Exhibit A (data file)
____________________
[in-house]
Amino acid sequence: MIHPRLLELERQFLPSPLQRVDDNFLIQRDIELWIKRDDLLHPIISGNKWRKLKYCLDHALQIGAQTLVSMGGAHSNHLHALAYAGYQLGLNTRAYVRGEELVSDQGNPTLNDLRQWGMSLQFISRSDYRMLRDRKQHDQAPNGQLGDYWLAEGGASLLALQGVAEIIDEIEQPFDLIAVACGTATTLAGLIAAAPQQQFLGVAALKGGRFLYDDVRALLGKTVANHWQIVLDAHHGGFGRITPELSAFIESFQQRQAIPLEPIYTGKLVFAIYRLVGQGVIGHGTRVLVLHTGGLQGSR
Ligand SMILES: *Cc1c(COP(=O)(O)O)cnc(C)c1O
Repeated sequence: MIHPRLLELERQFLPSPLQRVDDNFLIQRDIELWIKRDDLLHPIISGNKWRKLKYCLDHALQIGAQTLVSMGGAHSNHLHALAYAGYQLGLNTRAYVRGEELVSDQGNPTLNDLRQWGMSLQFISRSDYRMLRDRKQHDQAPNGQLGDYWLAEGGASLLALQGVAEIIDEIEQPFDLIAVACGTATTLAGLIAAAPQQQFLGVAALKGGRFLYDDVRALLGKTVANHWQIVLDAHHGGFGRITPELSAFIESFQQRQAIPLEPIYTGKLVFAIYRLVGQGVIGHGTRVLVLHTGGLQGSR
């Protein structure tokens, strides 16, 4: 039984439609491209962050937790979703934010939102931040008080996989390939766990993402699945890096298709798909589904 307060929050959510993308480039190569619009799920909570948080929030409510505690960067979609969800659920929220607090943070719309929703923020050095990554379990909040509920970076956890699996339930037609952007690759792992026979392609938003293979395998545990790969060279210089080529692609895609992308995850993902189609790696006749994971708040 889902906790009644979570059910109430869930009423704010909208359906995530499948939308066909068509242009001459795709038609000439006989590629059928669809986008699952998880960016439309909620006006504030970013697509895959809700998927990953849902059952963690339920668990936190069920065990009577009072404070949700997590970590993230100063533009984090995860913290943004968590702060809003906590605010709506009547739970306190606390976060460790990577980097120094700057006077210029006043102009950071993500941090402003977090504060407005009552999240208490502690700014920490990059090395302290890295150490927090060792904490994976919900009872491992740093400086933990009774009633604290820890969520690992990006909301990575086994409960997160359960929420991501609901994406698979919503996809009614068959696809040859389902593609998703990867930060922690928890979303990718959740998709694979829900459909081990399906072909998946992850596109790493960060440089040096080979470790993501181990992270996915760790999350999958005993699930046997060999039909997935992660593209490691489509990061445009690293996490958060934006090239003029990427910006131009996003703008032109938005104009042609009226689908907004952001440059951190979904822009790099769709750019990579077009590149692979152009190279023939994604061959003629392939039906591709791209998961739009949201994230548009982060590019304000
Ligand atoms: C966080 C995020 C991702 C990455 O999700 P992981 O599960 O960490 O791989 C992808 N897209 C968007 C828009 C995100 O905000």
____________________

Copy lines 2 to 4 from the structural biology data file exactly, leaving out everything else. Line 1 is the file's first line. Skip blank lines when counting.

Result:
Amino acid sequence: MIHPRLLELERQFLPSPLQRVDDNFLIQRDIELWIKRDDLLHPIISGNKWRKLKYCLDHALQIGAQTLVSMGGAHSNHLHALAYAGYQLGLNTRAYVRGEELVSDQGNPTLNDLRQWGMSLQFISRSDYRMLRDRKQHDQAPNGQLGDYWLAEGGASLLALQGVAEIIDEIEQPFDLIAVACGTATTLAGLIAAAPQQQFLGVAALKGGRFLYDDVRALLGKTVANHWQIVLDAHHGGFGRITPELSAFIESFQQRQAIPLEPIYTGKLVFAIYRLVGQGVIGHGTRVLVLHTGGLQGSR
Ligand SMILES: *Cc1c(COP(=O)(O)O)cnc(C)c1O
Repeated sequence: MIHPRLLELERQFLPSPLQRVDDNFLIQRDIELWIKRDDLLHPIISGNKWRKLKYCLDHALQIGAQTLVSMGGAHSNHLHALAYAGYQLGLNTRAYVRGEELVSDQGNPTLNDLRQWGMSLQFISRSDYRMLRDRKQHDQAPNGQLGDYWLAEGGASLLALQGVAEIIDEIEQPFDLIAVACGTATTLAGLIAAAPQQQFLGVAALKGGRFLYDDVRALLGKTVANHWQIVLDAHHGGFGRITPELSAFIESFQQRQAIPLEPIYTGKLVFAIYRLVGQGVIGHGTRVLVLHTGGLQGSR